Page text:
• book

From the Publisher

As a young boy, Buddy Levy accompanied his father into the pre-dawn twilight to hunt birds—particularly the chukar partridge. That youthful experience marked the beginning of Levy's reverence for the chukar and his indefatigable passion for hunting it. Here, Levy presents a lyrical and honest look at the world of hunting this "gorgeous, complicated, strong-flying" bird. He explores the complex (and controversial) layers of hunting through powerful descriptions of the hunt itself, the natural history of the bird, the grueling physicality of upland pursuit, the companionship of a worthy bird dog, and thoughtful reflections on the enduring allure of sport hunting.
Published: Diversion Books on
ISBN: 9780982905005
List price: $2.99
Read on Scribd mobile: iPhone, iPad and Android.
Availability for Echoes on Rimrock: In Pursuit of the Chukar Partridge
With a 30 day free trial you can read online for free
  1. This book can be read on up to 6 mobile devices.

Related Articles

TIME
1 min read

The Dark Origins of Dog Breeding

OLIVIA B. WAXMAN EVEN PEOPLE WHO AREN’T DOG OWNERS probably know that purebreds are considered the best—at least in terms of price, aesthetics and dog-show titles. But purebreds have a less pure origin story. In fact, when competitive dog shows first emerged in 19th century Britain, they were less about dogs and more about establishing a social hierarchy. Women often weren’t allowed to show their dogs with men, and most competitions made working-class pet owners show their dogs after their richer counterparts, “when all the good dogs had gone home,” says Michael Worboys, a specialist on the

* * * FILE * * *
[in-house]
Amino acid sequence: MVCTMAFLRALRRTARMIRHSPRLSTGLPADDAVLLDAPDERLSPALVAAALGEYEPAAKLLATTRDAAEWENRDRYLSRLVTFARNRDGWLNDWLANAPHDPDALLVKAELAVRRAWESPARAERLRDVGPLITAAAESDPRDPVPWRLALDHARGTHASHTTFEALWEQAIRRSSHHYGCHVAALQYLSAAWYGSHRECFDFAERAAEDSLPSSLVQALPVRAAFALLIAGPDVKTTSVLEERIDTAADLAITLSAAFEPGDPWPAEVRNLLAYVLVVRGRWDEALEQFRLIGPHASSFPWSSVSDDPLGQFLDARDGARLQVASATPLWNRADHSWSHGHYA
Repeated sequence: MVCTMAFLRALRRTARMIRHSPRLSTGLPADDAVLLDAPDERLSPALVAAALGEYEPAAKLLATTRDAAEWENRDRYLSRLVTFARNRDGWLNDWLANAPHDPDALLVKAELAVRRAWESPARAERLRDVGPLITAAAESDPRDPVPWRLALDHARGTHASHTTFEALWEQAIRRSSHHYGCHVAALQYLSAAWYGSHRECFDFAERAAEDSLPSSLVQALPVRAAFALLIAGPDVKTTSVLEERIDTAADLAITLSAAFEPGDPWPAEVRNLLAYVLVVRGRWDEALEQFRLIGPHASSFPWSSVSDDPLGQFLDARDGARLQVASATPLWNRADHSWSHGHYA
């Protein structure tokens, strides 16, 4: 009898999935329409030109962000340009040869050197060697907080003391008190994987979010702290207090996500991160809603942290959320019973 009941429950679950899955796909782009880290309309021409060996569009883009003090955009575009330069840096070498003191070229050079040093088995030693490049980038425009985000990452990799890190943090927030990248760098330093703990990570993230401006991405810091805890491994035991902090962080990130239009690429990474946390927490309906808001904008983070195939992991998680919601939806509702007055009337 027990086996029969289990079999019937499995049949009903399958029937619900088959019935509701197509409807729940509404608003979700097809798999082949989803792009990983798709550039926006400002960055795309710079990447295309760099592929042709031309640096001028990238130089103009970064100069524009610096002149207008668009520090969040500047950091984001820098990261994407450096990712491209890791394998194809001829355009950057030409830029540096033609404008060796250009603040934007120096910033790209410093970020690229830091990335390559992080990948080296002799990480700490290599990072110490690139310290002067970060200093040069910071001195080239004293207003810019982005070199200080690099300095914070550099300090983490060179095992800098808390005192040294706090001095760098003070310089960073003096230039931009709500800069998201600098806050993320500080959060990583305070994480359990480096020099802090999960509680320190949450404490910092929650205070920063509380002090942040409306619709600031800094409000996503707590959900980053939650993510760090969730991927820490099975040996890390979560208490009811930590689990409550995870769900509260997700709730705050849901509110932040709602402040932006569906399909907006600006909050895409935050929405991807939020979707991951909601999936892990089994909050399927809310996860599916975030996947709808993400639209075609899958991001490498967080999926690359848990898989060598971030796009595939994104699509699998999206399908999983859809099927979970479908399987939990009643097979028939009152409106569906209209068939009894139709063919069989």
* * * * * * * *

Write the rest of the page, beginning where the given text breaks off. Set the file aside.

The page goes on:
Popular Science
2 min read

Why This Wily Little Badger Buried A Whole Cow

Evan Buechley Oh the agony of being full, and still having more delicious food on your plate. You chow down on a perfectly cooked steak until you’re totally stuffed, but the steak is still sitting there, taunting you. Do you throw it out? No, of course not, you aren’t a monster. You wrap it up and keep it for later, hiding it in the back of the fridge so your pesky family members won’t eat your treasure before you have a chance to finish it off. Just like a badger. In a study published in Western North American Naturalist last week, biologists outline just how far badgers will go to keep their
Nautilus
2 min read

Why Birds Love Mobs

When I tell Katie Sieving, an avian wildlife ecologist at the University of Florida, that it’s probably a stretch to call “mobbing” an act of heroism, she laughs. Mobbing, as the term suggests, involves a mob: It’s when a group of animals band together to harass and drive out a common predator—a behavior already well-known to the ancients by the time Aristotle described it in 350 BC, in Historia Animalium. Squirrels, fish, African ungulates, otters, and even insects will mob predators, but birds have developed it to an art form. Sieving calls the small North American songbirds she studies, kno